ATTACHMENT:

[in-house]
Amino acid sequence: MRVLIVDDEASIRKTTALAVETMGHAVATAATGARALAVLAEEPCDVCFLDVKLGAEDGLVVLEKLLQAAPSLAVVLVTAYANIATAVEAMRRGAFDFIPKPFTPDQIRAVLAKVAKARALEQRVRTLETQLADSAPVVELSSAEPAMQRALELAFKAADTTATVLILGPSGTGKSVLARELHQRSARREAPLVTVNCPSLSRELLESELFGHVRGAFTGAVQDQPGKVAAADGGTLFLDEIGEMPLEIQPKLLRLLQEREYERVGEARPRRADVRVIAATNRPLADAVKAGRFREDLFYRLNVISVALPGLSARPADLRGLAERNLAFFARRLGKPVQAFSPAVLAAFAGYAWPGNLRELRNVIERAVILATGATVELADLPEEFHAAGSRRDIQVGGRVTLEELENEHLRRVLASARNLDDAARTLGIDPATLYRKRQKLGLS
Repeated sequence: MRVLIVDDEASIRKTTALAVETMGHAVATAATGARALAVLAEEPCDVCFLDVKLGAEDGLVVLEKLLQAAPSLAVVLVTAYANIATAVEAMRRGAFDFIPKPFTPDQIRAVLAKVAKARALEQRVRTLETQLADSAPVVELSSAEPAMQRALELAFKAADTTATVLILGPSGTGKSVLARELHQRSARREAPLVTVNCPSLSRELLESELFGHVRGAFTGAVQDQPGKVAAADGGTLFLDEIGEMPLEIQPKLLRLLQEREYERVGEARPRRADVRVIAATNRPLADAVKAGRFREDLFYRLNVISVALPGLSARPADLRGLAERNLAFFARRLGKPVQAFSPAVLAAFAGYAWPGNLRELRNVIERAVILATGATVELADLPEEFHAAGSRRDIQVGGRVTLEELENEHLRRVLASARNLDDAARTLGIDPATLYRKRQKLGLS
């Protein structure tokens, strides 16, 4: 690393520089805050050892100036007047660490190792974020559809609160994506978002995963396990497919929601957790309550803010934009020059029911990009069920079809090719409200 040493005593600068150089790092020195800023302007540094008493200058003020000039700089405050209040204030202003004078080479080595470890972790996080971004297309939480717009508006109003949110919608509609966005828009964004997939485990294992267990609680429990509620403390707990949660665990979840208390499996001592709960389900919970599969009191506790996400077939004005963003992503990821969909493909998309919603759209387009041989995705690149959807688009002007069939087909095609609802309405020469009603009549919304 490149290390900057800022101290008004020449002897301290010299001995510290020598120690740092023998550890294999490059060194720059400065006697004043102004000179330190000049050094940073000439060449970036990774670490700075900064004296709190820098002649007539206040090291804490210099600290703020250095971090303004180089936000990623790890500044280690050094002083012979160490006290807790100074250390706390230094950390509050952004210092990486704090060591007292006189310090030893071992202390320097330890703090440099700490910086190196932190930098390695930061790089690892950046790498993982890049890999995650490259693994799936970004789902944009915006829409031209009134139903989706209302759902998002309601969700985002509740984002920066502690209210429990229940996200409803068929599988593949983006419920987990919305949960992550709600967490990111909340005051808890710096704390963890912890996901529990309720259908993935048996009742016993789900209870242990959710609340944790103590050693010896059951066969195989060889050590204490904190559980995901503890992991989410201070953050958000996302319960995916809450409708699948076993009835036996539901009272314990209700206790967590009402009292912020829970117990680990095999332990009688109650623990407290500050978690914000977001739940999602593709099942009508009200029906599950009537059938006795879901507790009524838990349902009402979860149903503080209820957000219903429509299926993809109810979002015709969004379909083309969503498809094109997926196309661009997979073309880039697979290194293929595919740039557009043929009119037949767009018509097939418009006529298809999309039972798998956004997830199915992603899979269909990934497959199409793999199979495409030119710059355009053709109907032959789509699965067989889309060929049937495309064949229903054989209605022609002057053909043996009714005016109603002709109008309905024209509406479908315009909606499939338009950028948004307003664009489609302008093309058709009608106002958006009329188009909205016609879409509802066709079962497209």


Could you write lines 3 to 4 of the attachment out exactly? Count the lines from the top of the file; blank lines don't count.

Repeated sequence: MRVLIVDDEASIRKTTALAVETMGHAVATAATGARALAVLAEEPCDVCFLDVKLGAEDGLVVLEKLLQAAPSLAVVLVTAYANIATAVEAMRRGAFDFIPKPFTPDQIRAVLAKVAKARALEQRVRTLETQLADSAPVVELSSAEPAMQRALELAFKAADTTATVLILGPSGTGKSVLARELHQRSARREAPLVTVNCPSLSRELLESELFGHVRGAFTGAVQDQPGKVAAADGGTLFLDEIGEMPLEIQPKLLRLLQEREYERVGEARPRRADVRVIAATNRPLADAVKAGRFREDLFYRLNVISVALPGLSARPADLRGLAERNLAFFARRLGKPVQAFSPAVLAAFAGYAWPGNLRELRNVIERAVILATGATVELADLPEEFHAAGSRRDIQVGGRVTLEELENEHLRRVLASARNLDDAARTLGIDPATLYRKRQKLGLS
């Protein structure tokens, strides 16, 4: 690393520089805050050892100036007047660490190792974020559809609160994506978002995963396990497919929601957790309550803010934009020059029911990009069920079809090719409200 040493005593600068150089790092020195800023302007540094008493200058003020000039700089405050209040204030202003004078080479080595470890972790996080971004297309939480717009508006109003949110919608509609966005828009964004997939485990294992267990609680429990509620403390707990949660665990979840208390499996001592709960389900919970599969009191506790996400077939004005963003992503990821969909493909998309919603759209387009041989995705690149959807688009002007069939087909095609609802309405020469009603009549919304 490149290390900057800022101290008004020449002897301290010299001995510290020598120690740092023998550890294999490059060194720059400065006697004043102004000179330190000049050094940073000439060449970036990774670490700075900064004296709190820098002649007539206040090291804490210099600290703020250095971090303004180089936000990623790890500044280690050094002083012979160490006290807790100074250390706390230094950390509050952004210092990486704090060591007292006189310090030893071992202390320097330890703090440099700490910086190196932190930098390695930061790089690892950046790498993982890049890999995650490259693994799936970004789902944009915006829409031209009134139903989706209302759902998002309601969700985002509740984002920066502690209210429990229940996200409803068929599988593949983006419920987990919305949960992550709600967490990111909340005051808890710096704390963890912890996901529990309720259908993935048996009742016993789900209870242990959710609340944790103590050693010896059951066969195989060889050590204490904190559980995901503890992991989410201070953050958000996302319960995916809450409708699948076993009835036996539901009272314990209700206790967590009402009292912020829970117990680990095999332990009688109650623990407290500050978690914000977001739940999602593709099942009508009200029906599950009537059938006795879901507790009524838990349902009402979860149903503080209820957000219903429509299926993809109810979002015709969004379909083309969503498809094109997926196309661009997979073309880039697979290194293929595919740039557009043929009119037949767009018509097939418009006529298809999309039972798998956004997830199915992603899979269909990934497959199409793999199979495409030119710059355009053709109907032959789509699965067989889309060929049937495309064949229903054989209605022609002057053909043996009714005016109603002709109008309905024209509406479908315009909606499939338009950028948004307003664009489609302008093309058709009608106002958006009329188009909205016609879409509802066709079962497209």